Toronto hosts Collision amid global acclaim for U of T startups

A biomedical firm whose drug discovery platform is used by 16 of top 20 pharmaceutical companies. A quantum computing startup whose machine recently outperformed the world’s most powerful supercomputers. A genomics company whose cloud-based software enabled better data-sharing and analysis during the pandemic – and earned plaudits from the World Economic Forum.

BenchSci, Xanadu Quantum Technologies and DNAstack are just three local tech companies that have helped solidify the University of Toronto’s reputation as Canada’s top engine for research-based startups while contributing to a tech boom that has attracted talent and investment to the Toronto region.

The spotlight on Toronto’s tech scene will shine especially brightly this week as the city hosts Collision, North America’s fastest-growing tech conference. More than 35,000 attendees – including startup founders, business leaders, investors, scientists, journalists and celebrities – are expected to participate in the in-person gathering, which was held virtually for the past two years due to COVID-19. That’s up 40 per cent from the last time the event was held in-person in Toronto.

“There is more than two years of pent-up energy for Collision, and we are seeing strong interest across the entire U of T community as well as international delegations that are keen to re-engage with our city and our university in person,” says Jon French, director of U of T Entrepreneurship.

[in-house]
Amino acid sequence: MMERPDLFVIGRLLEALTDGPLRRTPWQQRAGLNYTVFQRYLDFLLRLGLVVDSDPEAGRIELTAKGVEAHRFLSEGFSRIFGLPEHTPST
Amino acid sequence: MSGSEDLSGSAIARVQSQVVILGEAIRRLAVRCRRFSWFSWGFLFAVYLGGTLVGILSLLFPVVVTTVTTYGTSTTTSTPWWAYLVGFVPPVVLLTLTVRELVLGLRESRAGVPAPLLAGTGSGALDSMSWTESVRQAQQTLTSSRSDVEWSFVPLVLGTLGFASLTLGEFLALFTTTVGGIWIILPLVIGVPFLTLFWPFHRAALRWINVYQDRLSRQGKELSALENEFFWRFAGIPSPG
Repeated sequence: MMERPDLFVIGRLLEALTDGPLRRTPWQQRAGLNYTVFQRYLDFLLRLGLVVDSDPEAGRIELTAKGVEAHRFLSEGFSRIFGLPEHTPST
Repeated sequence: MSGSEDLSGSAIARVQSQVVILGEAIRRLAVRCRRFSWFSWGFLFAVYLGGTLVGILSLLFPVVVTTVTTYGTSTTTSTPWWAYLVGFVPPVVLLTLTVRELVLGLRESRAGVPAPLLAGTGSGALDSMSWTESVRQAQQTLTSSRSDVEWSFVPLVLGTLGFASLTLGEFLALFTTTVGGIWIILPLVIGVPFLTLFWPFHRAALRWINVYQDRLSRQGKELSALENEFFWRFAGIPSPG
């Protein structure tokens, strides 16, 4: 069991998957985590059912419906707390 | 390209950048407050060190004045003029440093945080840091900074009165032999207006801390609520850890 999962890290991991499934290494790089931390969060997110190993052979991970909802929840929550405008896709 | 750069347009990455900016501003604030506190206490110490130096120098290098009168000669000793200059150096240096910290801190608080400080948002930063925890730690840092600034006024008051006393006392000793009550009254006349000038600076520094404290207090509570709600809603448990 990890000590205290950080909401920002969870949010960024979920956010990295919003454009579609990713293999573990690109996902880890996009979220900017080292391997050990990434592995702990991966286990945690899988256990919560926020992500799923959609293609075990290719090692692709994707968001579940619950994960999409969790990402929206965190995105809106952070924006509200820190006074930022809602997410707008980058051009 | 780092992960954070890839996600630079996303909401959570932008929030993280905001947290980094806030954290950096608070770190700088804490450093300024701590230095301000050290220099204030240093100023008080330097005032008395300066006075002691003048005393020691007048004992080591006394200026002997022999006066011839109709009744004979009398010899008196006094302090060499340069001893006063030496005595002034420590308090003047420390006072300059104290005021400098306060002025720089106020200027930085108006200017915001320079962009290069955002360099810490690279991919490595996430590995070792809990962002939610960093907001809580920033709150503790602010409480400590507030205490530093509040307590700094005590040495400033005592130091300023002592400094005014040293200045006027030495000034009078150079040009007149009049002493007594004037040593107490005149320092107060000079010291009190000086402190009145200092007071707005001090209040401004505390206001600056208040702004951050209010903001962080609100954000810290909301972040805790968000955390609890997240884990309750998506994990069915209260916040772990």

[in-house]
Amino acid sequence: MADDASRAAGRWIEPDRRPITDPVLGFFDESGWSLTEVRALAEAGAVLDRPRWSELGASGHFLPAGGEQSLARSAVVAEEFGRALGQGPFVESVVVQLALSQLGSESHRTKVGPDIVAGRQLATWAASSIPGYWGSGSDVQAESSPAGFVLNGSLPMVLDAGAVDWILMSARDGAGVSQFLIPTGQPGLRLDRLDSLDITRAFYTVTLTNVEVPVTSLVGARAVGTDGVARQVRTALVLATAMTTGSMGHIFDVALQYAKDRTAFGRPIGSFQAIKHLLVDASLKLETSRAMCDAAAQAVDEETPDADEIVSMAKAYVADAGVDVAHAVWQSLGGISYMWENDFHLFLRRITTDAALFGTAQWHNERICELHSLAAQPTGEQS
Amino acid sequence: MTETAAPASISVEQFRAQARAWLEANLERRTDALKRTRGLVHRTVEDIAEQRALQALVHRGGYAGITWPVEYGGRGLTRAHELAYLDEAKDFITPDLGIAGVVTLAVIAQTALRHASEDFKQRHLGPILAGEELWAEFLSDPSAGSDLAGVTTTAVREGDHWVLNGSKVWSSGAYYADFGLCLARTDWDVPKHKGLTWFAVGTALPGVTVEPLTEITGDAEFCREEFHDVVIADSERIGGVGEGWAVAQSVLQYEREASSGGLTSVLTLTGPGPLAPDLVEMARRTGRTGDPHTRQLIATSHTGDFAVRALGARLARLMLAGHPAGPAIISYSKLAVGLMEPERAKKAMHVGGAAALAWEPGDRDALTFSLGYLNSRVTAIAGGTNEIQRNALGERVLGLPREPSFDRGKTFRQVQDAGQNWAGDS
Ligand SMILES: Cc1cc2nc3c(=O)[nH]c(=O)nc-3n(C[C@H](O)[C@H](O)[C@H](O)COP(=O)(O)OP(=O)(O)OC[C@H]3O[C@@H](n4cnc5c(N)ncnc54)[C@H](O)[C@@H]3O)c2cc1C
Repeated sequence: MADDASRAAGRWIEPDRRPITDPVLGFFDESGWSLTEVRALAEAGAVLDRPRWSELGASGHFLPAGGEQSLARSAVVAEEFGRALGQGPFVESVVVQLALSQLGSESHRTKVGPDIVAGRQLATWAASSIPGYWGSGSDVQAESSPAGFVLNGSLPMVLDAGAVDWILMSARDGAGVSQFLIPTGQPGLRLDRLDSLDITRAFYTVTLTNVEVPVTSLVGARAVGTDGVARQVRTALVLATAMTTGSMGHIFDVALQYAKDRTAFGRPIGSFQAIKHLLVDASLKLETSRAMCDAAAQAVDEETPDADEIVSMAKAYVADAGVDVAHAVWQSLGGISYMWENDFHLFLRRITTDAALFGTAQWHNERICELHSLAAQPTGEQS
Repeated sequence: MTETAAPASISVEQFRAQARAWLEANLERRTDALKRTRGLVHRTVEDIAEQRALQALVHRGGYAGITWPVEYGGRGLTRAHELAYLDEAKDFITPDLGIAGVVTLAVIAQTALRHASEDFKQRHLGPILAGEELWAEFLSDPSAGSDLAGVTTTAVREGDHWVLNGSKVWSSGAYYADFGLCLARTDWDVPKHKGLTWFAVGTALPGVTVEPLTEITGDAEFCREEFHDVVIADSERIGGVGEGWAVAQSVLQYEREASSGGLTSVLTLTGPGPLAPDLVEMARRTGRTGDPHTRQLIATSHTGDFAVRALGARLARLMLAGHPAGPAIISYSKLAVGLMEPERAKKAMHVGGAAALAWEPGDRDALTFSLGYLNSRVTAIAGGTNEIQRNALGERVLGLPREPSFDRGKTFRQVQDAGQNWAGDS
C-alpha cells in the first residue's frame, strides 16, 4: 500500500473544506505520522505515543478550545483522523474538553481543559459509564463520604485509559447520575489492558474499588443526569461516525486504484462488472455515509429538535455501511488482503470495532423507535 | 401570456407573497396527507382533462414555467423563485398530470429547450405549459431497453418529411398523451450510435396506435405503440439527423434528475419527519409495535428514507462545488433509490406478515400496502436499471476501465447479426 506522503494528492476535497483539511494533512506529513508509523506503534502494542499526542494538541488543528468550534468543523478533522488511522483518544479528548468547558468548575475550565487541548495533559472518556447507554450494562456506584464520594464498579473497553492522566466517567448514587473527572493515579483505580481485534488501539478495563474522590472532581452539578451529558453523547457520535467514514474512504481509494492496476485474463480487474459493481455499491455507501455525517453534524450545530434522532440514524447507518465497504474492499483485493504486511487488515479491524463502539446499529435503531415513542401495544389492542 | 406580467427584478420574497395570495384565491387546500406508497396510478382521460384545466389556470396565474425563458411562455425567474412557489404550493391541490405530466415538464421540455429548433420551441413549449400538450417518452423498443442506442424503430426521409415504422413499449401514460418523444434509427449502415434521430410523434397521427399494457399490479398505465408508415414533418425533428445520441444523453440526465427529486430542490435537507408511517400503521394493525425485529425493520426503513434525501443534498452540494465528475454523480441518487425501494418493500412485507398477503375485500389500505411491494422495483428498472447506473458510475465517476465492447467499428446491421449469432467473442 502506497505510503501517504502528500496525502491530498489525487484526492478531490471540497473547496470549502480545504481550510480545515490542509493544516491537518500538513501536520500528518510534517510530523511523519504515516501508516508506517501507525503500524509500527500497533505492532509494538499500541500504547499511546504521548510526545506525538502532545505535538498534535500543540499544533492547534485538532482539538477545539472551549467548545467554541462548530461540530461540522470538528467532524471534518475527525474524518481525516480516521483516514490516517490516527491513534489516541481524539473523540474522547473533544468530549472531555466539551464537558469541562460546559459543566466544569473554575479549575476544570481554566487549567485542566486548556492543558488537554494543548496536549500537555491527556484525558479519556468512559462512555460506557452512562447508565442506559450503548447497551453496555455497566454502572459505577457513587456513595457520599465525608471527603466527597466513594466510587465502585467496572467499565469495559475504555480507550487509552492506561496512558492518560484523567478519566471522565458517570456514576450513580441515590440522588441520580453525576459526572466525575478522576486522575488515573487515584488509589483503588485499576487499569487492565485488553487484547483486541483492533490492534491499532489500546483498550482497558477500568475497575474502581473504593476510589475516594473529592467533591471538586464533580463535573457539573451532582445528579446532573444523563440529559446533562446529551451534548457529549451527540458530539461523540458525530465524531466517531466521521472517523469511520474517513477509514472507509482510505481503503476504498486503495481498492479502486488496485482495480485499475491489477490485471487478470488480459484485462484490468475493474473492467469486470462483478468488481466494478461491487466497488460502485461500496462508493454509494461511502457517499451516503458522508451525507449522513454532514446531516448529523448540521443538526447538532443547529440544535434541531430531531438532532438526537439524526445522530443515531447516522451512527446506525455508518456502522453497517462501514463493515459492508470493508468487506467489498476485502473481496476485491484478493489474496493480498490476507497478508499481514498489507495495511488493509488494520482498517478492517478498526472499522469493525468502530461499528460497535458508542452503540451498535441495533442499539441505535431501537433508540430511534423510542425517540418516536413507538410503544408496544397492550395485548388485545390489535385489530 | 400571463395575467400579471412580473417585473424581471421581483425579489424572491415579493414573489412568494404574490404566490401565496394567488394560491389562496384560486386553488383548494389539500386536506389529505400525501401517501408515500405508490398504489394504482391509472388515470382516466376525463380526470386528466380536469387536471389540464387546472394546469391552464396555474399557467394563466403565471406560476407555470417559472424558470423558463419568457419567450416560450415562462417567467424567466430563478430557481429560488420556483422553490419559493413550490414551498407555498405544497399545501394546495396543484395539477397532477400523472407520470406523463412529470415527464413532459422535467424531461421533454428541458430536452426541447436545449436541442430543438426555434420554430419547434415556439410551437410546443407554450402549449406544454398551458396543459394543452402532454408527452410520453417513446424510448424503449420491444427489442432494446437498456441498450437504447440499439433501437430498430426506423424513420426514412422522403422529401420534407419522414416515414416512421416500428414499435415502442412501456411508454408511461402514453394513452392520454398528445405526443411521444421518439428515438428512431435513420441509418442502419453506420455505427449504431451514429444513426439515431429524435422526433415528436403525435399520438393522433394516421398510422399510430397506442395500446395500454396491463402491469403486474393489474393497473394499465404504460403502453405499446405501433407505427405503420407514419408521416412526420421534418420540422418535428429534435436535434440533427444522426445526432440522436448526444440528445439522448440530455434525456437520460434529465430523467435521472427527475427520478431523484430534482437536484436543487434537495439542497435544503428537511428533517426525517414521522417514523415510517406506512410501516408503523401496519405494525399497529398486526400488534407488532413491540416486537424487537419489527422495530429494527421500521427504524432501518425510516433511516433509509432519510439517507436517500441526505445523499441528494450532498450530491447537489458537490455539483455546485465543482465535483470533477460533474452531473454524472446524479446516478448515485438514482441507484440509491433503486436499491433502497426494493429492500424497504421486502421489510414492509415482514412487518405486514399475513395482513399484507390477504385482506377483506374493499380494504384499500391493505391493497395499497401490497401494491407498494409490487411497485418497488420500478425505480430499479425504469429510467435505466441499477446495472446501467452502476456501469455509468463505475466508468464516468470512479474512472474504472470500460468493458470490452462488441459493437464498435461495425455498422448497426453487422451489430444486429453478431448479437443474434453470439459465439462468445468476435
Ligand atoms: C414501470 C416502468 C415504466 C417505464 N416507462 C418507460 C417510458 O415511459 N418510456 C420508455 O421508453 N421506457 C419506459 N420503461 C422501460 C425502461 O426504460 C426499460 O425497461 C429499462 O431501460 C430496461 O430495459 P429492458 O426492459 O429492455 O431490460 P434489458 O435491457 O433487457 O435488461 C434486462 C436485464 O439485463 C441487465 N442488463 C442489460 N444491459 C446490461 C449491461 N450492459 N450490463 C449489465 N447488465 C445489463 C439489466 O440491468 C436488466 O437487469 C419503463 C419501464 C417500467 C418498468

“Our innovation ecosystem continues to enjoy incredible growth, and Collision is an excellent opportunity to shine a light on this momentum and the impact our entrepreneurial ecosystem is having globally.”

Several U of T founders are scheduled to speak at the conference. They include Liran Belenzon, CEO of BenchSci, which Belenzon and three U of T alumni co-founded in 2015 with support from U of T’s Entrepreneurship HatcheryHealth Innovation Hub (H2i) and the Creative Destruction Lab at Rotman.

The topic of his presentation? The importance of culture in hyper-growth startups – a subject Belenzon knows intimately. BenchSci raised $123 million in funding from a who’s who of investors and expanded its team from 50 to 285 in the last three years (with plans to keep growing).

“When you navigate a completely white space with no blueprint, and you’re doing something that no one has ever done in the past, culture is crucial,” says Belenzon, who earned an MBA from U of T’s Rotman School of Management.

He adds that BenchSci sought to nail down its culture early on by integrating it into every aspect of its operations – a task that is now being bolstered by Jessica Neal, former chief of talent at Netflix who recently joined BenchSci’s advisory board.

The company even has a 55-page “culture deck” that lays out its values, rules of engagement and leadership manifesto. It includes innovative ideas such as paying a recent hire an extra month’s salary if they quit within the first three months – a policy aimed at ensuring that employees who stay on feel that the job is right for them.

“Culture is how we do things around here,” says Belenzon. “For us, success is not only what we accomplish but how we accomplish it – how you do things, how you communicate, how you make decisions, how you treat each other and how you move forward together.”

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By Rahul Kalvapalle

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